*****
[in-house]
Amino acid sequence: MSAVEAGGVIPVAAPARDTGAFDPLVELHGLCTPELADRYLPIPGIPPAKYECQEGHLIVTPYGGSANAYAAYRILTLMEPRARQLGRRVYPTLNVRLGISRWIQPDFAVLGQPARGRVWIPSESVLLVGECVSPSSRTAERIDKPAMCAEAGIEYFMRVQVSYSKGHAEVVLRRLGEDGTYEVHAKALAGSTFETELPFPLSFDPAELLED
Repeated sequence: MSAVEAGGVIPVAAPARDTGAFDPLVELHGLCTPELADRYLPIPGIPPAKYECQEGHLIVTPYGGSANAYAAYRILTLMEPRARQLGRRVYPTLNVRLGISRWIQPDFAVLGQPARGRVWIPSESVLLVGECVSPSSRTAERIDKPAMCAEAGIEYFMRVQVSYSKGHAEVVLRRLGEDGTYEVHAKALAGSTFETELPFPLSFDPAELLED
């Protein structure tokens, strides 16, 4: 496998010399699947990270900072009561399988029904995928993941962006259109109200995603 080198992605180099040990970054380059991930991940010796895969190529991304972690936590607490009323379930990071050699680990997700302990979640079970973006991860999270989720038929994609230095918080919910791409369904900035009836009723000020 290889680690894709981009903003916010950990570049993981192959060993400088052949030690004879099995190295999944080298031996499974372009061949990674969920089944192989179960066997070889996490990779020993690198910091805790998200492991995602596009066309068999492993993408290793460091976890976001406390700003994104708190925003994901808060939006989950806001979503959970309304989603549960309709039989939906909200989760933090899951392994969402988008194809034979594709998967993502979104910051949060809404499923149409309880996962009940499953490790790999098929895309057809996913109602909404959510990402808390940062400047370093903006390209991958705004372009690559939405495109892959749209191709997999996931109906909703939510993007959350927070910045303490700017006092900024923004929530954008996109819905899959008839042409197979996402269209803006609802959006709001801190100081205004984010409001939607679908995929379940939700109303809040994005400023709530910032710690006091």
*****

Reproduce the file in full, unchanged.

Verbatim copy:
[in-house]
Amino acid sequence: MSAVEAGGVIPVAAPARDTGAFDPLVELHGLCTPELADRYLPIPGIPPAKYECQEGHLIVTPYGGSANAYAAYRILTLMEPRARQLGRRVYPTLNVRLGISRWIQPDFAVLGQPARGRVWIPSESVLLVGECVSPSSRTAERIDKPAMCAEAGIEYFMRVQVSYSKGHAEVVLRRLGEDGTYEVHAKALAGSTFETELPFPLSFDPAELLED
Repeated sequence: MSAVEAGGVIPVAAPARDTGAFDPLVELHGLCTPELADRYLPIPGIPPAKYECQEGHLIVTPYGGSANAYAAYRILTLMEPRARQLGRRVYPTLNVRLGISRWIQPDFAVLGQPARGRVWIPSESVLLVGECVSPSSRTAERIDKPAMCAEAGIEYFMRVQVSYSKGHAEVVLRRLGEDGTYEVHAKALAGSTFETELPFPLSFDPAELLED
């Protein structure tokens, strides 16, 4: 496998010399699947990270900072009561399988029904995928993941962006259109109200995603 080198992605180099040990970054380059991930991940010796895969190529991304972690936590607490009323379930990071050699680990997700302990979640079970973006991860999270989720038929994609230095918080919910791409369904900035009836009723000020 290889680690894709981009903003916010950990570049993981192959060993400088052949030690004879099995190295999944080298031996499974372009061949990674969920089944192989179960066997070889996490990779020993690198910091805790998200492991995602596009066309068999492993993408290793460091976890976001406390700003994104708190925003994901808060939006989950806001979503959970309304989603549960309709039989939906909200989760933090899951392994969402988008194809034979594709998967993502979104910051949060809404499923149409309880996962009940499953490790790999098929895309057809996913109602909404959510990402808390940062400047370093903006390209991958705004372009690559939405495109892959749209191709997999996931109906909703939510993007959350927070910045303490700017006092900024923004929530954008996109819905899959008839042409197979996402269209803006609802959006709001801190100081205004984010409001939607679908995929379940939700109303809040994005400023709530910032710690006091």